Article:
Although Heinrich III. of France Catholic and head of the Catholic League , but Heinrich von Guise was regarded as leader , probably because he took a harder position against the Huguenots. His counterpart on the Protestant side was Henry of Navarre, which led to the French king standing between the parties. Closer to the family of the Guises used was Henry III. the combined forces of Heinrich von Guise, Heinrichs von Navarra and his own brother Franz-Herkules . This period is often referred to as the " War of the Three Heinriche ". Other European powers gave this war the character of a European religious war. Philip II of Spain supported the Catholics, while the Protestants in England received help from Elizabeth I and from the hostile Netherlands .

However, King Henry's brother Franz-Herkules, the French heir to the throne, died in 1584, so that Henry of Navarre took over his position as heir. This fact led Pope Sixtus V to excommunicate Heinrich in 1585. However, the latter refused to recognize the excommunication . On October 20, 1587, the Catholic Duke Anne of Joyeuse and Henry of Navarre came to the battle of Coutras , in which Henry defeated the French king's favorite and killed the duke. At the end of 1588 Heinrich III. excommunicated by Pope Sixtus V for having murdered the strictly Catholic Heinrich von Guise the day before Christmas Eve. The two excommunicated kings of France and Navarre allied and marched against the Catholic league that was occupying Paris.

Henry III, the last Valois , was stabbed to death by the Dominican Jacques Clément in Saint-Cloud on August 1, 1589 and died the next day as a result of the wound. Since the king's marriage to Luise von Vaudemont in 1575 was childless and he no longer had a brother, the Valois line was extinguished. Henry III. had confirmed his brother-in-law and ally as his successor on his deathbed, but demanded his conversion to the Catholic faith. Meanwhile, there were conflicts with the Pope. Finally, on June 15, 1591 in Châlons-sur-Marne, the excommunication bull of Gregory XIV directed against Henry IV and in 1592 the bull of Clement VIII were publicly burned by the executioner.

After lengthy battles with the French Catholics and the Habsburg Spaniards converted Henry of Navarre on 25 July 1593 again to Catholicism by the Basilica of Saint-Denis , the communion received. He described his conversion as a “dangerous jump” ( le saut périlleux ). The phrase "Paris is worth a mass" ( Paris vaut bien une messe ), which has been quoted over and over again, was "later put into his mouth by the Protestants". With the conversion, nothing stood in the way of his claim to the throne. He was anointed on February 27, 1594 in the Notre-Dame de Chartres Cathedral and crowned King Henry IV. The papal absolution did not take place until 1595, however. The Latin title of the king was:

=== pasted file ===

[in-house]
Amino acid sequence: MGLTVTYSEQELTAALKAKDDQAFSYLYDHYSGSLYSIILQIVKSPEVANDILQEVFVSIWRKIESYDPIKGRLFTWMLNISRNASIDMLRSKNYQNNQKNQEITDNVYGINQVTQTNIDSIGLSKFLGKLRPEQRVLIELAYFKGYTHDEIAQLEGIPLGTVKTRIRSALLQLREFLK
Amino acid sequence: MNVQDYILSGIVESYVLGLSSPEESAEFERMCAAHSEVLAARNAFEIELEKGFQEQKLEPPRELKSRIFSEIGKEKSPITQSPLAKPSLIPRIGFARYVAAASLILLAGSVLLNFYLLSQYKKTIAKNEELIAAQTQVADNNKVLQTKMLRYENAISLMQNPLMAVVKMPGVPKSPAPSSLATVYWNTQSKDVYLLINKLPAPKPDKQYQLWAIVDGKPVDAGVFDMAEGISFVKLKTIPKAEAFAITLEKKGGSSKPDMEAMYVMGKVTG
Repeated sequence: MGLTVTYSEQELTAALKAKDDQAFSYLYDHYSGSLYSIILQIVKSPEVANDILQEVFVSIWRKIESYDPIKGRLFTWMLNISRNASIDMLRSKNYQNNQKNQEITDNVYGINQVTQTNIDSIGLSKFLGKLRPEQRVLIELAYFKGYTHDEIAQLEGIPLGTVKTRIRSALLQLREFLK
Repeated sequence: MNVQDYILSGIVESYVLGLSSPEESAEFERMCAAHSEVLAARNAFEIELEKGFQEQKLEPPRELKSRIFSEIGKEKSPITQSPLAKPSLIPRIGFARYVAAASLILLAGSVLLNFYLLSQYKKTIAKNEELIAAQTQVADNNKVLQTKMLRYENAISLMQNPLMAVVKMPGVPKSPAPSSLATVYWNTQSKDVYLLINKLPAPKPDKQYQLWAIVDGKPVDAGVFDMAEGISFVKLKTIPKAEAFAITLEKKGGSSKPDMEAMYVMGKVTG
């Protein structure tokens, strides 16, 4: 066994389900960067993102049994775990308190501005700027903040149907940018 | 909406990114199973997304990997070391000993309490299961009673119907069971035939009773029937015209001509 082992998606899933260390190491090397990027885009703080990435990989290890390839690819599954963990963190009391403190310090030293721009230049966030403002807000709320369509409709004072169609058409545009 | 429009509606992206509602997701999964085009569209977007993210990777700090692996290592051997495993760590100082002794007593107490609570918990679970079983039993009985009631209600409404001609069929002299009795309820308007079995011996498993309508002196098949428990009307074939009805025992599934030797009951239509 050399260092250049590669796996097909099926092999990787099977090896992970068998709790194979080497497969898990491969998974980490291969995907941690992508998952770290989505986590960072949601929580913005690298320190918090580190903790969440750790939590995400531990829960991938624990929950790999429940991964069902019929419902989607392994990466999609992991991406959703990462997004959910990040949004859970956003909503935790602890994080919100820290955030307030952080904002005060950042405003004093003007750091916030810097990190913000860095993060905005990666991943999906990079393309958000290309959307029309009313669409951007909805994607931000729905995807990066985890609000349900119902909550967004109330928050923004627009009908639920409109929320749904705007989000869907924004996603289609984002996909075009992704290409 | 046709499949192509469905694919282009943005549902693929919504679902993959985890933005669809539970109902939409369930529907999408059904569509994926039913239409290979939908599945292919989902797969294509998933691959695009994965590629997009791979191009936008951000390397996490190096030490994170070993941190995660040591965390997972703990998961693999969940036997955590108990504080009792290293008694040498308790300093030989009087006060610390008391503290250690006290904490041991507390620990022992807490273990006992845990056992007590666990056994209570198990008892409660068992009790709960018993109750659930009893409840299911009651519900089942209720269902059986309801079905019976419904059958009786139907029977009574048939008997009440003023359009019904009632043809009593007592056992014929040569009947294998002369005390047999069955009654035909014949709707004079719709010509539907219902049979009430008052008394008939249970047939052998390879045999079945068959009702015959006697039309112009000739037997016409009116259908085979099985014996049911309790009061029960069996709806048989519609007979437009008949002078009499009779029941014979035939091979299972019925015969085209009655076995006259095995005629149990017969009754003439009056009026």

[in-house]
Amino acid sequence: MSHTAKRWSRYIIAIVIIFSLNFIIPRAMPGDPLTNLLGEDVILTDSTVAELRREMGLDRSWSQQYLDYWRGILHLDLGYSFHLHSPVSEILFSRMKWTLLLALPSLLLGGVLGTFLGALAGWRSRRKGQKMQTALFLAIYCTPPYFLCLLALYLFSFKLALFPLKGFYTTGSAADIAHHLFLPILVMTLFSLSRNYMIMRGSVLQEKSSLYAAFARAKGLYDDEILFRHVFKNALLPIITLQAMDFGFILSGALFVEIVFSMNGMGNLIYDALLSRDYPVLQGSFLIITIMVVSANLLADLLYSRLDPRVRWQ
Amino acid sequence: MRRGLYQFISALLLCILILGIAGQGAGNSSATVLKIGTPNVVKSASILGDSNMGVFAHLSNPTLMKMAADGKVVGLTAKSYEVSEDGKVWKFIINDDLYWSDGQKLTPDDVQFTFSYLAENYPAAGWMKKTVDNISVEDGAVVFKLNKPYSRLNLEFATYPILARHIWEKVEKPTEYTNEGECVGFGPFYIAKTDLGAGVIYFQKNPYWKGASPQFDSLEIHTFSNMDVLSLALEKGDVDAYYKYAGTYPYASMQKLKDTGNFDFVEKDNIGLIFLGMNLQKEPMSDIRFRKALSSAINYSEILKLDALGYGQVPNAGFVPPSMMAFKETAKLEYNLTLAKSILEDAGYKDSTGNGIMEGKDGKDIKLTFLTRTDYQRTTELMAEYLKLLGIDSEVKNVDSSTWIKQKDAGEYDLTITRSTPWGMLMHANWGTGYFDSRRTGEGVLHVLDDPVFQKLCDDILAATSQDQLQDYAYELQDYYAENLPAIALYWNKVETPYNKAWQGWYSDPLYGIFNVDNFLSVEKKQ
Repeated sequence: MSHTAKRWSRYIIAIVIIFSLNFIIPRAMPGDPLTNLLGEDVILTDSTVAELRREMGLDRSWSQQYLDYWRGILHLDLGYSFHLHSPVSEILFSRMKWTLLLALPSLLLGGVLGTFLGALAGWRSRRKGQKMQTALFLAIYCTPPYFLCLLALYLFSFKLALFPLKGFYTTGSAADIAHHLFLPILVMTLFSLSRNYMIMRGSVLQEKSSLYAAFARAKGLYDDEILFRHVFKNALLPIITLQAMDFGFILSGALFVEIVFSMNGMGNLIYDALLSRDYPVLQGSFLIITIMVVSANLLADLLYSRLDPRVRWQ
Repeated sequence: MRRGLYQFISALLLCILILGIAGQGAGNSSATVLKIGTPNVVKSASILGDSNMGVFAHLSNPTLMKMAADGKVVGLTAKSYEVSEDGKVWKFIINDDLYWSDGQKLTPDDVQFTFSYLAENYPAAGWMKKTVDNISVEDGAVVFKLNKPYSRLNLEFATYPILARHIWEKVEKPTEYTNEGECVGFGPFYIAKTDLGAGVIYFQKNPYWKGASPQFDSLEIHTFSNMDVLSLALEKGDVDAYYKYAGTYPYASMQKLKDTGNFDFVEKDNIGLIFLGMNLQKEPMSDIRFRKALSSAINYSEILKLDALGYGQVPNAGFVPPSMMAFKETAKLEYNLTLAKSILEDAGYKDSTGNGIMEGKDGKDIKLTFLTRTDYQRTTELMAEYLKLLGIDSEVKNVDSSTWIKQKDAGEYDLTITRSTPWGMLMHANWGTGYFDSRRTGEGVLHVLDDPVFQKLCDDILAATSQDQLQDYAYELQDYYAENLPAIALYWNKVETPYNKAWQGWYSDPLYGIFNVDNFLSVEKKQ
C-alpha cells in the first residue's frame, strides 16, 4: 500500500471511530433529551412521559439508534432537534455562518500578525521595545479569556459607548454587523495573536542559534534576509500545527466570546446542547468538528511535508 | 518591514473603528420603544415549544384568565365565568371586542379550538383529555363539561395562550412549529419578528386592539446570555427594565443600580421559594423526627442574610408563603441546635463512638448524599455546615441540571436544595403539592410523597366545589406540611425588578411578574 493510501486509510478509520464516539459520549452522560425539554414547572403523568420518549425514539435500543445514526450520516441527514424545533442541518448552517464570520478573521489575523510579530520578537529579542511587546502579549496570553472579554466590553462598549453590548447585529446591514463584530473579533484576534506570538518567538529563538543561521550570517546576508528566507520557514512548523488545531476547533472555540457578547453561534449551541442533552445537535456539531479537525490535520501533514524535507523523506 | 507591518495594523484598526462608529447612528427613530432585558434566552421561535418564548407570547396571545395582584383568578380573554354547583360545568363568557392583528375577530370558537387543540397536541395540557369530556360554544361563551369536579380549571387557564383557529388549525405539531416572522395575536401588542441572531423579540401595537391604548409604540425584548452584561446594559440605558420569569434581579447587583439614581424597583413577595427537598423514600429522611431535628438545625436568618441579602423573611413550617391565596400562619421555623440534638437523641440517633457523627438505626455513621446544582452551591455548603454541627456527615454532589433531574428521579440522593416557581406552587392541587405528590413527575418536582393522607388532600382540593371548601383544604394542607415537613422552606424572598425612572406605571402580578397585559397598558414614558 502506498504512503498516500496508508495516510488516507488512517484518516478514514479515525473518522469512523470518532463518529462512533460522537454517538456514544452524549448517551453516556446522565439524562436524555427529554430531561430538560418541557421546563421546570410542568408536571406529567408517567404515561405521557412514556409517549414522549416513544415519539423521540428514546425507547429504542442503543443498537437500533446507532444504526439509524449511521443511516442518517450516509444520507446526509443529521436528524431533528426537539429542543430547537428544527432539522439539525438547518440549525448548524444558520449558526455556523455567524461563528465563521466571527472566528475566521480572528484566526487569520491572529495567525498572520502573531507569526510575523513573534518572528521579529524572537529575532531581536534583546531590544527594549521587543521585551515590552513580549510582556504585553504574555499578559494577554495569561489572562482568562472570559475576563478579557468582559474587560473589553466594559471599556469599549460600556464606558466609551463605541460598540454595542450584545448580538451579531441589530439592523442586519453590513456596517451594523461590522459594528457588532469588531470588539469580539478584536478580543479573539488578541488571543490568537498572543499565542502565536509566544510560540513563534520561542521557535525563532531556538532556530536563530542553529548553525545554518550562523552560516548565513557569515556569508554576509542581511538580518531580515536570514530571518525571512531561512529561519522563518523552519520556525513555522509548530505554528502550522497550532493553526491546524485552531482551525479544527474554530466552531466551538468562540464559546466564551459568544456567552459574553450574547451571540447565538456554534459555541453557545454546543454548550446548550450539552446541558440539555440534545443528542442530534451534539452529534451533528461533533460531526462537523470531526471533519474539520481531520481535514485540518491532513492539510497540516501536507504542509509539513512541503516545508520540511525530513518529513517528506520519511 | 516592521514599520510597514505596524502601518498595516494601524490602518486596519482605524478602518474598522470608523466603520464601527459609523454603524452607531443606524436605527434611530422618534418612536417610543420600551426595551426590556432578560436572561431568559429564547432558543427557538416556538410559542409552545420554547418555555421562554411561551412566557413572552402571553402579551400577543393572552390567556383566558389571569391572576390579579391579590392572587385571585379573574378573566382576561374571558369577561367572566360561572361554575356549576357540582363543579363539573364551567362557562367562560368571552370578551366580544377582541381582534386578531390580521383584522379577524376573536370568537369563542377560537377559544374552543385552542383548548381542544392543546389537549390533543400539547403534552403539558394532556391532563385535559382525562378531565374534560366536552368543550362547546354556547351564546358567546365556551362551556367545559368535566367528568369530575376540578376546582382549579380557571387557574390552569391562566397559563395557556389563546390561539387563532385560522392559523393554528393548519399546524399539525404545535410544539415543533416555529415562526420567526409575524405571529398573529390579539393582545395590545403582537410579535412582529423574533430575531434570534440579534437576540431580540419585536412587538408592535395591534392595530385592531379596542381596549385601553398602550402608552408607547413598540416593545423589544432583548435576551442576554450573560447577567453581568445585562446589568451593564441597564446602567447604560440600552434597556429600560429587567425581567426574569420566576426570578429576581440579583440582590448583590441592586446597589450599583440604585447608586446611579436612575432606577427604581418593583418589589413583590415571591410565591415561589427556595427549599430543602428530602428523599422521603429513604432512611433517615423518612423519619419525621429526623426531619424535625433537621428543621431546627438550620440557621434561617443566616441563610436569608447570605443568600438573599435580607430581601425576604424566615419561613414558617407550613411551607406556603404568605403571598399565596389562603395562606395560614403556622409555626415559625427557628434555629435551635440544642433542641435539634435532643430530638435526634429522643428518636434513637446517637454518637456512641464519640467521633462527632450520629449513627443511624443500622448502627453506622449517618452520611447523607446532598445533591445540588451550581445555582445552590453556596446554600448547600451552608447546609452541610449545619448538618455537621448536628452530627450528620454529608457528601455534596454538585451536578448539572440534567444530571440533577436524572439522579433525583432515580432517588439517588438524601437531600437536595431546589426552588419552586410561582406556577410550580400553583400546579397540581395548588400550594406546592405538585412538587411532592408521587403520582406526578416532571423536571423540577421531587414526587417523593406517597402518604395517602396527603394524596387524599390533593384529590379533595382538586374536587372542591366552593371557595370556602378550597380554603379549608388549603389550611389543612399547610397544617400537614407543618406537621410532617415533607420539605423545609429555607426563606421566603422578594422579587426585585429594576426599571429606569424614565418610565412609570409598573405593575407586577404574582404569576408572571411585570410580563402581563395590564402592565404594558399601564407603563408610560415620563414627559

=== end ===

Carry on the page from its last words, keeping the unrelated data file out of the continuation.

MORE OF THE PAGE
HENRICUS QUARTUS D (EI) G (RATIA) REX FRANCORUM ET NAVARRAE
(Instead of "QUARTUS" there is occasionally "IIII" in the additive spelling of Roman numerals , rarely "IV".)

Translations:

  • in contemporary Middle French : Henry IIII [par la grâce de Dieu], Roy de France et de Navarre
  • French: Henri Quatre par la grâce de Dieu, Roi des Français [ actually: des Francs] et de Navarre
  • English: "Henry the Fourth, by God's grace King of France [actually: the Franks] and Navarre"

1594–1610: King of France

Henry IV at the traditional ceremony of the royal "laying on of hands" in the case of scrofula (engraving from a medical textbook, 1609)
Maria de 'Medici in coronation regalia, painting by Frans Pourbus the Younger, 1611 ( Palazzo Pitti , Florence)

In the same year, King Henry's first act was to repel a Spanish invading army. On December 27, 1594, the student Jean Châtel tried to stab the king for religious reasons at a public event in the Hôtel de Schomberg. The king, slightly injured, wanted to spare the assassin, but the regicide law applied and Châtel was quartered . The result of the assassination attempt was the expulsion of the Jesuits from the kingdom, as the assassin had planned the attack with a Jesuit priest who was also executed. Both assassins were religiously motivated and hoped that their sins would be partially or completely forgiven.

In addition, the king reconciled himself first with the head of the league, then with the Spanish king Philip II . The country was reunited after a long time after the Duke of Savoy , Charles Emanuel I , was driven out of Provence and Brittany was subdued.

On April 30, 1598, Henry IV issued the Edict of Nantes as one of his greatest political decisions , which was supposed to secure 87 years of religious peace up to the Edict of Fontainebleau . The Protestant French were not granted full, but extensive equality vis-à-vis Catholics through appropriate privileges , access to public office and 100 safe places across France.

With the help of the Duke of Sully, Maximilien de Béthune , who had been at the head of the financial budget since 1597 , France experienced a remarkable economic and financial boom. The infrastructure ( road construction ) and agriculture have been modernized, the state budget for the repayment of a 200-million livres - government debt balance and the administration reorganized by superfluous royal offices were abolished. Maximilien de Béthune built canals and harbors and lifted customs duties on grain. Agriculture and animal husbandry are the "two breasts from which France should feed" ("Laborage et pâturage sont les deux mamelles dont la France est alimentée").

In 1599, Henry IV became engaged to Maria de 'Medici , then the richest heiress on the European continent. After Pope Clement VIII's marriage to Margaret of Valois (she remained queen) was annulled in December , the marriage between Maria and Heinrich could take place. The reason for this separation was that the marriage did not produce any children and both Heinrich and Margarete kept mistresses or lovers.